James MacDonald (left), Mark Driscoll (right)
On the Debrief Show video blog with Matt Brown, Mark Driscoll told bloggers to blog so of course, I must. About what, you ask? Calvinism and the garbage that it is, according to Driscoll. Watch:
After saying Time magazine dubbed him one of the thought leaders of the “young, restless, and reformed” (YRR) movement, Driscoll added:
I don’t hold to the five points of Calvinism. I think it’s garbage, so blog about that, but anyways, because it’s not biblical.
It is my impression that Driscoll restated Calvinism in several ways over the years (e.g. here) to try to make it more acceptable so I don’t think this is a tremendous departure from the past. I will defer to Driscoll watchers to comment about Driscoll’s devotion to the five points. However, what is notable now is his dismissal of the system as “garbage.”
Even more interesting is Driscoll’s psychological analysis of his former YRR mates as “little boys with father wounds.” Calvin and Luther are father figures as is God. Calvin and Luther are “dead guys” who are distant like their earthly fathers. In a way, he provided an armchair explanation for why conversion could be viewed as a psychological experience rather than a spiritual experience. I wonder if he realizes he did that.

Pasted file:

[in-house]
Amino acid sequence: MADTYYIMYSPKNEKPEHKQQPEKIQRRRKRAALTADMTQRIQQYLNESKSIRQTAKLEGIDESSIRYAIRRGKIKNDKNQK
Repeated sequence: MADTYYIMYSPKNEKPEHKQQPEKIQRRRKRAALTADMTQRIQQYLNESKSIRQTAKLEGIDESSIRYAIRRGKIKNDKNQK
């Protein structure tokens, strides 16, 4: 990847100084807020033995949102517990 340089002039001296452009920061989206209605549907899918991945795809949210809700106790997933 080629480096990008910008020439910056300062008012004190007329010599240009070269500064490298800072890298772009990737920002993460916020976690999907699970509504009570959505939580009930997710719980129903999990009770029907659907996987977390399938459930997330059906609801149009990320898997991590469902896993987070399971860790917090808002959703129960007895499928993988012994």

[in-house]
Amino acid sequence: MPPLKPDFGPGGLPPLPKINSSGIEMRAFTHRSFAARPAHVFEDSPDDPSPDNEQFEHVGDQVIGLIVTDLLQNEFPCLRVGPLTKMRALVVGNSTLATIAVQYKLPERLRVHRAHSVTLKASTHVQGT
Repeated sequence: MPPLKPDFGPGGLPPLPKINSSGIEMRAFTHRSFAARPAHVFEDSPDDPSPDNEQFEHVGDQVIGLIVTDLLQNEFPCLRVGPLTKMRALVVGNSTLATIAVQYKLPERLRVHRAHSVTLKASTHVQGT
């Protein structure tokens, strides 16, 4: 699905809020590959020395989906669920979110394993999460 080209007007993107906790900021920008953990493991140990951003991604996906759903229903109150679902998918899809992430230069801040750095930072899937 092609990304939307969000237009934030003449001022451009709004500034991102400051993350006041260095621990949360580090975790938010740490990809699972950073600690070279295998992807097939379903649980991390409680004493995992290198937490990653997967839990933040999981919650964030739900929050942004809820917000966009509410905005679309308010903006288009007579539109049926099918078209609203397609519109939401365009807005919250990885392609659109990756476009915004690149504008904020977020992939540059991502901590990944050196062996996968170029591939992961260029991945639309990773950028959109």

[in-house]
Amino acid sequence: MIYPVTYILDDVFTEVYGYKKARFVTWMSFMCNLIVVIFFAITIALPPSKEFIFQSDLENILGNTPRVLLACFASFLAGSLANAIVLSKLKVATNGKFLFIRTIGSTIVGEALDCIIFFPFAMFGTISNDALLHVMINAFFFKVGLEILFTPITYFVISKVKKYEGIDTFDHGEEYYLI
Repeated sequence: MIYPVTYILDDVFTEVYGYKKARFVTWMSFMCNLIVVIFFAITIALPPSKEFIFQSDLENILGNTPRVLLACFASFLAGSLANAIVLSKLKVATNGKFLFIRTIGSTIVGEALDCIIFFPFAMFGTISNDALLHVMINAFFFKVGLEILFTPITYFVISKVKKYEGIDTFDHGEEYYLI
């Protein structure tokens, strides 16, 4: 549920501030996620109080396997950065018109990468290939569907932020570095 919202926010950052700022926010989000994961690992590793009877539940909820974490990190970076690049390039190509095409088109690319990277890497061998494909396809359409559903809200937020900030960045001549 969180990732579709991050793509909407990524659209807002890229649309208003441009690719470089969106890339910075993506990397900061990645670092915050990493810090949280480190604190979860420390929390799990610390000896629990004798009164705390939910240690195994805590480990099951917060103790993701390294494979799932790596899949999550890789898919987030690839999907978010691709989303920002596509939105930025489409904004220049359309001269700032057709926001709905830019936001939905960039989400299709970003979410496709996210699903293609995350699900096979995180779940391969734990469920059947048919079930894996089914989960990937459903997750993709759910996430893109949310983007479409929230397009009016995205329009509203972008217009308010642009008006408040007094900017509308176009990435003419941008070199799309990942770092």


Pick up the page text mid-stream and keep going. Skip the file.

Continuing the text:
In any case, Driscoll left Mars Hill and told many people that he was ready to be a spiritual father — who we should revere apparently.
The rest of the program before and after the Calvinism disclosure is a rehearsal of the need for fathers and how one’s father image effects one’s God image. I might take it apart at a later time, but for now I have done my blogging duty.
Here in another life Driscoll discusses Calvinism and Arminianism. He named one of his sons after Calvin so at that time he was on team Calvin. In this sermon, he certainly didn’t think the five points were garbage. He agreed with them, albeit with a caveat on limited atonement.
Given that one’s view of God is related to one’s view of one’s earthly father, I can only guess that his view of his earthly father has changed.